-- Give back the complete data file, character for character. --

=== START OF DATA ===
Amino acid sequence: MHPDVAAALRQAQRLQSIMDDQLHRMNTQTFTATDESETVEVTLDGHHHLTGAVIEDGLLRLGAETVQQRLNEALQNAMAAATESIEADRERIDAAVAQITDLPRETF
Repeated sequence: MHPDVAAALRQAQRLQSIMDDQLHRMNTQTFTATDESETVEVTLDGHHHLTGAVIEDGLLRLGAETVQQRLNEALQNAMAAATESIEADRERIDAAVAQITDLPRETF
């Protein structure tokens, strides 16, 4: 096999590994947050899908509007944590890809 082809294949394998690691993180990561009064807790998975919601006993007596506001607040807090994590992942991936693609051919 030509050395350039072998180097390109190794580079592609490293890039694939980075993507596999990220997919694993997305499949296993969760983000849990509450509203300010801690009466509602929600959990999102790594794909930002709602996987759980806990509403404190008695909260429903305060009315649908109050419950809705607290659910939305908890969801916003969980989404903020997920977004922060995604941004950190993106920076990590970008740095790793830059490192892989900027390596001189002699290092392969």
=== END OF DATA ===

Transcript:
Amino acid sequence: MHPDVAAALRQAQRLQSIMDDQLHRMNTQTFTATDESETVEVTLDGHHHLTGAVIEDGLLRLGAETVQQRLNEALQNAMAAATESIEADRERIDAAVAQITDLPRETF
Repeated sequence: MHPDVAAALRQAQRLQSIMDDQLHRMNTQTFTATDESETVEVTLDGHHHLTGAVIEDGLLRLGAETVQQRLNEALQNAMAAATESIEADRERIDAAVAQITDLPRETF
């Protein structure tokens, strides 16, 4: 096999590994947050899908509007944590890809 082809294949394998690691993180990561009064807790998975919601006993007596506001607040807090994590992942991936693609051919 030509050395350039072998180097390109190794580079592609490293890039694939980075993507596999990220997919694993997305499949296993969760983000849990509450509203300010801690009466509602929600959990999102790594794909930002709602996987759980806990509403404190008695909260429903305060009315649908109050419950809705607290659910939305908890969801916003969980989404903020997920977004922060995604941004950190993106920076990590970008740095790793830059490192892989900027390596001189002699290092392969």